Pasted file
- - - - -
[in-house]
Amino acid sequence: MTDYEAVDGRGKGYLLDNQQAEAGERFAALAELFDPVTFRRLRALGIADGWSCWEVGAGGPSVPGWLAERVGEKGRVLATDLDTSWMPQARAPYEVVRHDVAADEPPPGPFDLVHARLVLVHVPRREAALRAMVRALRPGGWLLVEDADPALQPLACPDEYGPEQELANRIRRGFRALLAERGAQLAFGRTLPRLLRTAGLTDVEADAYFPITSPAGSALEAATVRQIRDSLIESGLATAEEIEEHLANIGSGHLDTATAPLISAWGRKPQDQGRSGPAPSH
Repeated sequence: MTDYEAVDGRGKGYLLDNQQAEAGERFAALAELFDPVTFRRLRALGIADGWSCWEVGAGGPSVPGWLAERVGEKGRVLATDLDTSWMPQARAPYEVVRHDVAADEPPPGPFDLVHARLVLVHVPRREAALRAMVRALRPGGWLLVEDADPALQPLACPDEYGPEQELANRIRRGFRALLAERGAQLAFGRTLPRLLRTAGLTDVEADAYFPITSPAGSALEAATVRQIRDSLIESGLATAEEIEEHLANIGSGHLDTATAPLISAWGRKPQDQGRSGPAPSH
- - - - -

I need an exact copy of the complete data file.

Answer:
[in-house]
Amino acid sequence: MTDYEAVDGRGKGYLLDNQQAEAGERFAALAELFDPVTFRRLRALGIADGWSCWEVGAGGPSVPGWLAERVGEKGRVLATDLDTSWMPQARAPYEVVRHDVAADEPPPGPFDLVHARLVLVHVPRREAALRAMVRALRPGGWLLVEDADPALQPLACPDEYGPEQELANRIRRGFRALLAERGAQLAFGRTLPRLLRTAGLTDVEADAYFPITSPAGSALEAATVRQIRDSLIESGLATAEEIEEHLANIGSGHLDTATAPLISAWGRKPQDQGRSGPAPSH
Repeated sequence: MTDYEAVDGRGKGYLLDNQQAEAGERFAALAELFDPVTFRRLRALGIADGWSCWEVGAGGPSVPGWLAERVGEKGRVLATDLDTSWMPQARAPYEVVRHDVAADEPPPGPFDLVHARLVLVHVPRREAALRAMVRALRPGGWLLVEDADPALQPLACPDEYGPEQELANRIRRGFRALLAERGAQLAFGRTLPRLLRTAGLTDVEADAYFPITSPAGSALEAATVRQIRDSLIESGLATAEEIEEHLANIGSGHLDTATAPLISAWGRKPQDQGRSGPAPSH